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I was asked about this but it's out of my wheelhouse.  Anyone up on this one? 

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The ad industry's Trustworthy Accountability Group will require publishers to implement the anti-fraud tool ads.txt in order to receive a "certified against fraud" seal, the organization said Thursday.

Publishers will have until July 1 to adopt the tool, which aims to prevent advertisers from buying unauthorized inventory programmatically. Publishers that implement ads.txt -- which stands for Authorized Digital Sellers -- post indexes of their authorized sellers; buyers of ad inventory can then use that information to screen out unauthorized sellers.

 

TAG Requires Publishers To Use Ads.Txt

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I've read several articles about ads.txt and not one of them made any sense. 

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Oh my, that's a huge oversight on my part. I thought we must have discussed this previously but after doing some quick searches I guess not.

FIRST, though a PSA:
The critical ads info that everyone needs to know (besides ads.txt and I'll try to get a post on that as soon as I can get a moment) is that:

** An update on Better Ads , developers.google, 19-December-2017.

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Starting on February 15, in line with the Coalition's guidelines, Chrome will remove all ads from sites that have a "failing" status in the Ad Experience Report for more than 30 days.[/b]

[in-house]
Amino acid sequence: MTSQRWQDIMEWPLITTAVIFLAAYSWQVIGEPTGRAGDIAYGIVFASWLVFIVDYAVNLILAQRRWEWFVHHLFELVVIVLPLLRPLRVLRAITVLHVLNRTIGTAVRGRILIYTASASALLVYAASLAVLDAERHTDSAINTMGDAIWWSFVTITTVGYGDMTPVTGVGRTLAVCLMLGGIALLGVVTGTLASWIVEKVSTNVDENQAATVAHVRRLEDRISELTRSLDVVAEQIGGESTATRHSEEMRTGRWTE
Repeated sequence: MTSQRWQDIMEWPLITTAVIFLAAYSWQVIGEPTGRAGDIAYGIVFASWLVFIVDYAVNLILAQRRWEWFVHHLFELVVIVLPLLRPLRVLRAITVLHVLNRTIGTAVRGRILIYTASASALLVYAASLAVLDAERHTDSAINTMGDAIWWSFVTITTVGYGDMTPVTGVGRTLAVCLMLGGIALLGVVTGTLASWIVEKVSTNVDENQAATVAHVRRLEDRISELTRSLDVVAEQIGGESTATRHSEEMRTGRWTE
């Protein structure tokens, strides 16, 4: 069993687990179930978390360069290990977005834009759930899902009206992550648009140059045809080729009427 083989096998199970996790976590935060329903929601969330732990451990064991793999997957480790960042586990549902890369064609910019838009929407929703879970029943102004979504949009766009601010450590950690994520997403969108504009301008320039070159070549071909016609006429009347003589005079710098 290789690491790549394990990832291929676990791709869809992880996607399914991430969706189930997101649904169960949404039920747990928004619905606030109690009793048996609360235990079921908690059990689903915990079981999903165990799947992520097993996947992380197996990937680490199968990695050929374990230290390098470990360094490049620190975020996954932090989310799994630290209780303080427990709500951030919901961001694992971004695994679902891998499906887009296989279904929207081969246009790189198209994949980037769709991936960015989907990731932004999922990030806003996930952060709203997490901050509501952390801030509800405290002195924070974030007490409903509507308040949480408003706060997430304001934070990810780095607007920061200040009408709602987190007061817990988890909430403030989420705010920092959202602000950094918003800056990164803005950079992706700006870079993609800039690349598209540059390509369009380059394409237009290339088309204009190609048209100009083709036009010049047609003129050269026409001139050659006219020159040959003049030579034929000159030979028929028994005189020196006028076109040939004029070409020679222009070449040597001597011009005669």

* Framework for a Better Ads Experience Program [PDF 373KB], CBA (Coalition for Better Ads), 18-December-2017.

 

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Quick overview, intro. Questions please ask. I'll answer as I can.

* Declare authorized sellers with ads.txt List authorized sellers in a text file on your root domain.
---DoubleClick for Publishers Help

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Authorized Digital Sellers, or ads.txt, is an IAB initiative to improve transparency in programmatic advertising. Publishers can create their own ads.txt files to identify who is authorized to sell their inventory. The files are publicly available and crawlable by buyers, third-party vendors, and exchanges.

Use of ads.txt is not mandatory, but is highly recommended. The ads.txt file can help you protect your brand from counterfeit inventory that is intentionally mislabelled as originating from a specific domain, app, or video. Declaring authorized sellers can help you receive more advertiser spend that might have otherwise gone toward counterfeit inventory.

 


* What is the ads.text project?, IAB Tech Lab

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The ads.txt project aims to prevent various types of counterfeit inventory across the ecosystem by improving transparency in the digital programmatic supply chain.